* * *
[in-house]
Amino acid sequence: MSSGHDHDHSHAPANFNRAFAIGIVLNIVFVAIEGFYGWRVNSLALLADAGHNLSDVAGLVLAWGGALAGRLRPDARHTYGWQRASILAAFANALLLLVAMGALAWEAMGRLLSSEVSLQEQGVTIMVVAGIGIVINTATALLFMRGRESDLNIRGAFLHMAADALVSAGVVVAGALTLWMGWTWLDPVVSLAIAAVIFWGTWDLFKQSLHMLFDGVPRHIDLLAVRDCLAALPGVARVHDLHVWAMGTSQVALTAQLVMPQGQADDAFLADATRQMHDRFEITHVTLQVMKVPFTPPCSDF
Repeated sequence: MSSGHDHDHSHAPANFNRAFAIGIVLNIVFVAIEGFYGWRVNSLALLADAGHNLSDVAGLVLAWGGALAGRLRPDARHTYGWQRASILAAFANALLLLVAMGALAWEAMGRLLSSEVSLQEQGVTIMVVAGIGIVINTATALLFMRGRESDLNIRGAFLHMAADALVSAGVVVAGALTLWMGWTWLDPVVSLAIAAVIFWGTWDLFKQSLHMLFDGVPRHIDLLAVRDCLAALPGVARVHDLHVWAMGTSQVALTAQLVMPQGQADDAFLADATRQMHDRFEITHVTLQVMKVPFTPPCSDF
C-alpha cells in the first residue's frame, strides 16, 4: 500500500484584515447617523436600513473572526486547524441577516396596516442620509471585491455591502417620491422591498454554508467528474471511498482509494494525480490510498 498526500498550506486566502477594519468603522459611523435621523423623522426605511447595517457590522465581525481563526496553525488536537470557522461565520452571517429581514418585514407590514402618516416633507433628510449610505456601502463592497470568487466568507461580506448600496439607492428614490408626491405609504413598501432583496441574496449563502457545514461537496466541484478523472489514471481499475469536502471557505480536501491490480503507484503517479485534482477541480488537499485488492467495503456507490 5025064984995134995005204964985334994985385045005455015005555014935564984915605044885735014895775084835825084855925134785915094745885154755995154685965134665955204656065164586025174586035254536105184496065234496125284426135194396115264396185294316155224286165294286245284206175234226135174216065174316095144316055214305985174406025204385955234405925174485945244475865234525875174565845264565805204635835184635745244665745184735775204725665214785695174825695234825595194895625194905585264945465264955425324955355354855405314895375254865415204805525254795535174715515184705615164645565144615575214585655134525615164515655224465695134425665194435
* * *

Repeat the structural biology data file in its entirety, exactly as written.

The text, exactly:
[in-house]
Amino acid sequence: MSSGHDHDHSHAPANFNRAFAIGIVLNIVFVAIEGFYGWRVNSLALLADAGHNLSDVAGLVLAWGGALAGRLRPDARHTYGWQRASILAAFANALLLLVAMGALAWEAMGRLLSSEVSLQEQGVTIMVVAGIGIVINTATALLFMRGRESDLNIRGAFLHMAADALVSAGVVVAGALTLWMGWTWLDPVVSLAIAAVIFWGTWDLFKQSLHMLFDGVPRHIDLLAVRDCLAALPGVARVHDLHVWAMGTSQVALTAQLVMPQGQADDAFLADATRQMHDRFEITHVTLQVMKVPFTPPCSDF
Repeated sequence: MSSGHDHDHSHAPANFNRAFAIGIVLNIVFVAIEGFYGWRVNSLALLADAGHNLSDVAGLVLAWGGALAGRLRPDARHTYGWQRASILAAFANALLLLVAMGALAWEAMGRLLSSEVSLQEQGVTIMVVAGIGIVINTATALLFMRGRESDLNIRGAFLHMAADALVSAGVVVAGALTLWMGWTWLDPVVSLAIAAVIFWGTWDLFKQSLHMLFDGVPRHIDLLAVRDCLAALPGVARVHDLHVWAMGTSQVALTAQLVMPQGQADDAFLADATRQMHDRFEITHVTLQVMKVPFTPPCSDF
C-alpha cells in the first residue's frame, strides 16, 4: 500500500484584515447617523436600513473572526486547524441577516396596516442620509471585491455591502417620491422591498454554508467528474471511498482509494494525480490510498 498526500498550506486566502477594519468603522459611523435621523423623522426605511447595517457590522465581525481563526496553525488536537470557522461565520452571517429581514418585514407590514402618516416633507433628510449610505456601502463592497470568487466568507461580506448600496439607492428614490408626491405609504413598501432583496441574496449563502457545514461537496466541484478523472489514471481499475469536502471557505480536501491490480503507484503517479485534482477541480488537499485488492467495503456507490 5025064984995134995005204964985334994985385045005455015005555014935564984915605044885735014895775084835825084855925134785915094745885154755995154685965134665955204656065164586025174586035254536105184496065234496125284426135194396115264396185294316155224286165294286245284206175234226135174216065174316095144316055214305985174406025204385955234405925174485945244475865234525875174565845264565805204635835184635745244665745184735775204725665214785695174825695234825595194895625194905585264945465264955425324955355354855405314895375254865415204805525254795535174715515184705615164645565144615575214585655134525615164515655224465695134425665194435